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Bibigo aims to be McDonald’s of bibimbap

CJ’s strategy chief stresses ‘motherly leadership’ at creative company

CJ Group, a local food giant, launched the bibimbap restaurant chain Bibigo in May 2010, targeting global customers from the beginning.

Noh Hee-young, a celebrated tastemaker and the strategist behind the brand, believes this will be different from other numerous failed attempts to globalize Korean cuisine.

“I have no doubt that Bibigo will become a global brand like McDonald’s within a few years,” the executive director of CJ’s brand communication told The Korea Herald.

Noh, 47, nicknamed the “Midas of the food industry,” has never hesitated to make dramatic career shifts. 
Noh Hee-young, executive director of CJ’s brand communication. (Kim Myung-sub/The Korea Herald)
Noh Hee-young, executive director of CJ’s brand communication. (Kim Myung-sub/The Korea Herald)

The former medical student at the University of Southern California quit the school to enter Parsons School of Design in New York.

After 10 years as a successful accessory designer, she became a marketing consultant for famous restaurants and cafes, introducing a new dining culture to Korea.

In 2007, she joined Orion, a leading snack maker, and led the global success of premium snack brand “The Market O.”

Another turnaround came last year when she heard CJ Group was preparing to start a bibimbap chain. At the time, she was vice president at Orion.

“I thought ‘I’m the person who should do that project.’ I asked my boss to understand my participation in the rival company’s project,” Noh said.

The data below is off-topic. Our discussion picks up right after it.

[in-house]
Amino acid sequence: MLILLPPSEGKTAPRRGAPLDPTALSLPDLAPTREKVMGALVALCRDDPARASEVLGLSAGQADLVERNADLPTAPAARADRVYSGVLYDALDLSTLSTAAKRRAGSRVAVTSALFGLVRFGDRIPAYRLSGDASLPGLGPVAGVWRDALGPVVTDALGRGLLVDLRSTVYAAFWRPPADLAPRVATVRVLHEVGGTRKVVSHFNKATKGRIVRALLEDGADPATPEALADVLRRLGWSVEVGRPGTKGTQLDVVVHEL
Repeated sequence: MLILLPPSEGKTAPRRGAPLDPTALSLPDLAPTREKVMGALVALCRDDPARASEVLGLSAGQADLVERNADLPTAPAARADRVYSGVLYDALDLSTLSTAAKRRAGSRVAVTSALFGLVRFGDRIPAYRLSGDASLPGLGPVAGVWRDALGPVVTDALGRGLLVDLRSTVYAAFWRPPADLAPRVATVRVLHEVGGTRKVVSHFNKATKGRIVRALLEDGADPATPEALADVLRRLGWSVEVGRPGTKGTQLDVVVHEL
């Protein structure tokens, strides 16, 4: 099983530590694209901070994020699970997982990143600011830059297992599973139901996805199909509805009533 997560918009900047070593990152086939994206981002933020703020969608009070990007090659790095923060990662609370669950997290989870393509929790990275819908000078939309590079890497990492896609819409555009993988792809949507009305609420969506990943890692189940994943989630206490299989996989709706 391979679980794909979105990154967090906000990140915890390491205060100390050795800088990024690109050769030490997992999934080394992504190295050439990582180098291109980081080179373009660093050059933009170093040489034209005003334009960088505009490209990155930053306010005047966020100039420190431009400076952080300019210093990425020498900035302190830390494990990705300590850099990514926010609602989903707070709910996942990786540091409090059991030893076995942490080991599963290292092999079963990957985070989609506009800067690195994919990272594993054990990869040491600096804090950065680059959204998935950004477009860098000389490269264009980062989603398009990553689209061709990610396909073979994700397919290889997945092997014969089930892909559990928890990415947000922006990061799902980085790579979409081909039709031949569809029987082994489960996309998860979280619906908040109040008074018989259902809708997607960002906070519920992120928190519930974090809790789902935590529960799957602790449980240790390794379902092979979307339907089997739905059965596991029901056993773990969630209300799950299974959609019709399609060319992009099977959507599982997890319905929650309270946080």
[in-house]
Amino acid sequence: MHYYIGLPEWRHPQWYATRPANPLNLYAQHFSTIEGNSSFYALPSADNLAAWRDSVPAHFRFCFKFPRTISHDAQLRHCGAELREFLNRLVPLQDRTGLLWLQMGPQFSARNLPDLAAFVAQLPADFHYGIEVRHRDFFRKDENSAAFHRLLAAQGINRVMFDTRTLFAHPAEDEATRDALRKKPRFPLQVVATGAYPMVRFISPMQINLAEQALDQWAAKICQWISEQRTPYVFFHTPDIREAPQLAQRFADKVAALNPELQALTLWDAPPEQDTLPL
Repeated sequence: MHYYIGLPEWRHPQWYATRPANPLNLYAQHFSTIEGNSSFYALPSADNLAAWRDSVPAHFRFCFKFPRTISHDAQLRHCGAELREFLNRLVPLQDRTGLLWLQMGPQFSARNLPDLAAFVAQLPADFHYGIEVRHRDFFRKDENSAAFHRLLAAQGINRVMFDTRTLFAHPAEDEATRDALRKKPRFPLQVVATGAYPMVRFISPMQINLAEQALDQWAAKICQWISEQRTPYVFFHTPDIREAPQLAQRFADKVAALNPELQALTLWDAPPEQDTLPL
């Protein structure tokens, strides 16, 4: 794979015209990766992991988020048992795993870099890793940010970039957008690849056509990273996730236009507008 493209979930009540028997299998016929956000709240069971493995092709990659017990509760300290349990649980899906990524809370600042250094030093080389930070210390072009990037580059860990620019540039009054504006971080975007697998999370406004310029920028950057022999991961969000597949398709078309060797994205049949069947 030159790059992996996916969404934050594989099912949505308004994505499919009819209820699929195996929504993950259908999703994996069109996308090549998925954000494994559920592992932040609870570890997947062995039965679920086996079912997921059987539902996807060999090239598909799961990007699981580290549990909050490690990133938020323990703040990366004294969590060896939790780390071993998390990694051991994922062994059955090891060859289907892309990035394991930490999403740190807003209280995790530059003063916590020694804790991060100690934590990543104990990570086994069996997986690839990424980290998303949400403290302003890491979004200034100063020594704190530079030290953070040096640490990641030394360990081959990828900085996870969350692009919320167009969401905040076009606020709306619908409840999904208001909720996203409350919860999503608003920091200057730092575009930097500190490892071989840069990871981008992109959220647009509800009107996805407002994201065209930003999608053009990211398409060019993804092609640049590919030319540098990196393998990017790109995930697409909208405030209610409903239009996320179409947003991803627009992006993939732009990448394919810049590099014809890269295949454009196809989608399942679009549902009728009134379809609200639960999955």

Remaining an Orion employee, she led the Bibigo project for months leading up to the global launch in May. Then she moved to CJ in July as it was expanding into franchise restaurants.

“I am confident about the popular dish bibimbap. The after-sauce concept, in particular, allows foreigners who are not familiar with Korean food to check the ingredients,” she said.

“Globalization of Korean food cannot be achieved without making them pay to eat. Rather than insisting on Korean style, we have sought how to serve them best.”

Noh adopted the quick dining trend, which is spreading quickly throughout the world, to Bibigo restaurants.

Customers can select their favorite ingredients, including the choice of rice and sauce, and their customized bibimbap is served in less than one minute.

Unlike other franchise chains first targeting overseas Koreans, Bibigo decided to mingle with local customers with its stores in major cities.

CJ Foodville, the operator, currently runs seven outlets in Korea and three overseas stores in Beijing, Los Angeles and Singapore, and plans to open in new locations, including London, early next year.

“I wouldn’t say the first reaction is exploding. But their awareness toward the brand is steadily growing,” she said.

Driven by growing popularity, CJ CheilJedang, the group’s grocery unit, recently decided to sell products in overseas markets under the brand name “Bibigo.”

Noh, who has insisted on being involved in the entire decision-making process, describes her role at the company as “mother.”

“I’m not talking about gender. Steve Jobs, who took care about every detail of a product, also played the role of mother rather than that of father,” she said.

“There are too many fathers in Korean companies.”

Such attention to detail has transformed her abstract position title of strategic advisor into an actual job producing tangible results over the past year.

She has refurbished the group’s more than 20 food brands ranging from the retro-style marketing for grocery brand Beksul, to the rebranding of the steakhouse VIPS and bakery chain Tous les Jours.

She is briefed every day on the daily sales of each brand because brand renewal is ultimately aimed at making more profits, she said.

CJ Foodworld, which opened in July, is the culmination of Noh’s presence at CJ.

The food hall, consisting of 19 restaurants, cafes and shops, was started to feed the company’s 4,000 employees by using its own products.

But now the two-story space at the company’s headquarters in northern Seoul has become a popular dining and shopping spot.

Noh says her next goal is making “clones” among the younger generation.

“I want to show young people by myself that if they are multi-talented, and creative enough, they are offered opportunities to exert their talent,” she said.

By Lee Ji-yoon (
catch table
Korea Herald daum